Florida Red Tide Report

Florida Fish and Wildlife Conservation Commission

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A bloom of Karenia brevis, the Florida red tide organism, is ongoing in the northeast Gulf of Mexico.  Due to cloud cover at the southernmost areas of the bloom, recent satellite images from the Optical Oceanography Laboratory at the University of South Florida show only the northernmost section of the bloom extending offshore between Franklin and Citrus counties (with likely continuation south to Pasco County), starting approximately 5 to 35 miles offshore, dependent on location.

Samples analyzed by FWC confirm bloom concentrations of K. brevis near the patches revealed by imagery. Specifically, background to high concentrations were detected offshore of Dixie County, and background to medium concentrations were detected offshore of Levy County and in Cedar Key (Levy County). Fish kills and respiratory irritation have been reported in the bloom area.  FWC staff returned today from a 3-day offshore research cruise on the Florida Institute of Oceanography’s R/V Bellows; data from that cruise will be available in reports later this week and next week.  No red tide has been detected so far this week alongshore or offshore of Pinellas, Manatee, Sarasota, Charlotte, Lee, Collier, or Monroe counties.  In addition, a 2-week glider deployment by USF revealed no detectable red tide in bottom waters offshore of Pinellas County.  

Forecasts by the USF-FWC Collaboration for Prediction of Red Tides for the next three days show strong offshore movement of surface waters and slow onshore movement of bottom waters for the bloom patch located at the coast near Levy County. The patch located south between Wakulla and Taylor counties and ESE of Franklin County is predicted to continue to move west. Offshore of Pasco and Hernando Counties, the surface patch is predicted to move NW, and bottom waters are predicted to move NE along the coast.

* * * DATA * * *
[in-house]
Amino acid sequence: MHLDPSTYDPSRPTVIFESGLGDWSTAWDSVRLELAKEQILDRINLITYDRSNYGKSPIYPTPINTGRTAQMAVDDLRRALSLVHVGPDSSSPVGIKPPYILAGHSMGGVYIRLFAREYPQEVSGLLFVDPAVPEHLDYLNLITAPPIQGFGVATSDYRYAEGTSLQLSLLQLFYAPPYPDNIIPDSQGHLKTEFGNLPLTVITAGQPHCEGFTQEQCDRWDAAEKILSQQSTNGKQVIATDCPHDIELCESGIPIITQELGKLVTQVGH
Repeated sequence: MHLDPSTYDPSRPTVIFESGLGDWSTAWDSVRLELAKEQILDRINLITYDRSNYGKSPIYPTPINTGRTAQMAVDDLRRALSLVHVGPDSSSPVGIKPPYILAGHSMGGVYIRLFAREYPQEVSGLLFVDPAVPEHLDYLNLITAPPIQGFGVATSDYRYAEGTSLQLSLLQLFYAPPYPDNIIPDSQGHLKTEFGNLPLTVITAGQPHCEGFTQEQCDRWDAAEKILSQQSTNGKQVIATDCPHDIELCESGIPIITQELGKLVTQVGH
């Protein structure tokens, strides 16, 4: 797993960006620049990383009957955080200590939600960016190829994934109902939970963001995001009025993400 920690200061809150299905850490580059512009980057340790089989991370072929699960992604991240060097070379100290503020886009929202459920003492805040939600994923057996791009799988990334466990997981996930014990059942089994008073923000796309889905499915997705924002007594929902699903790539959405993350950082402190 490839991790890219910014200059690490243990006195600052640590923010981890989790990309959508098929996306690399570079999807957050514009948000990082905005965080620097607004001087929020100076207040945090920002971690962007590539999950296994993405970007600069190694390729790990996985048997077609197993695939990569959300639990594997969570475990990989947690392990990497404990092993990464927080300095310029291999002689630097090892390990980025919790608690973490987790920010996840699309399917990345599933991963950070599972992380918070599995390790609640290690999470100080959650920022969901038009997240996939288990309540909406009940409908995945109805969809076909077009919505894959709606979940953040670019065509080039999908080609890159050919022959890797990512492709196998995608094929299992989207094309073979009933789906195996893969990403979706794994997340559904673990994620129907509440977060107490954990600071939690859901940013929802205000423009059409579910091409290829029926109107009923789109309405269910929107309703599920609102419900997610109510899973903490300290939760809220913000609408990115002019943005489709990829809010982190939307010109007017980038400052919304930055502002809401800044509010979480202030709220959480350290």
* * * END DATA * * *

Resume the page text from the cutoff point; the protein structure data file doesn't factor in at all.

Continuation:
Widespread Trichodesmium blooms in surface waters have also been observed approximately 1 to 5 miles offshore of Clearwater Beach (Pinellas County) south to Sanibel Island (Lee County) and offshore in the current red tide bloom areas.  
A full status report will be provided this Friday, September 26, 2014
Tables and maps of sample results are available on our Web site: (http://myfwc.com/research/redtide/events/status/statewide/).

The website also provides links to additional information related to the topic of Florida red tide including satellite imagery, experimental red tide forecasts, shellfish harvesting areas, the FWC Fish Kill Hotline, the Florida Poison Information Center (to report human health effects related to exposure to red tide), and other wildlife related hotlines: (http://myfwc.com/research/redtide/events/status/contact/).

To learn more about various organisms that have been known to cause algal blooms in Florida waters, see our flickr page at (http://www.flickr.com/photos/myfwc) and click on “Harmful Algal Bloom Species”.                                                   

The FWRI HAB group in conjunction with Mote Marine Laboratory now have a facebook page.  Please come like our page and learn interesting facts concerning red tide and other harmful algal blooms in Florida at:  http://facebook.com/FLHABs

This information, including maps and reports with additional details, is also available on our Web site: (http://myfwc.com/research/redtide/events/status/statewide/). The website also provides links to additional information related to the topic of Florida red tide including satellite imagery, experimental red tide forecasts, shellfish harvesting areas, the FWC Fish Kill Hotline, the Florida Poison Information Center (to report human health effects related to exposure to red tide), and other wildlife related hotlines: (http://myfwc.com/research/redtide/events/status/contact/).

To learn more about various organisms that have been known to cause algal blooms in Florida waters, see our flickr page at (http://www.flickr.com/photos/myfwc) and click on “Harmful Algal Bloom Species”.

The FWRI HAB group in conjunction with Mote Marine Laboratory now have a facebook page. Please come like our page and learn interesting facts concerning red tide and other harmful algal blooms in Florida at: http://facebook.com/FLHABs.

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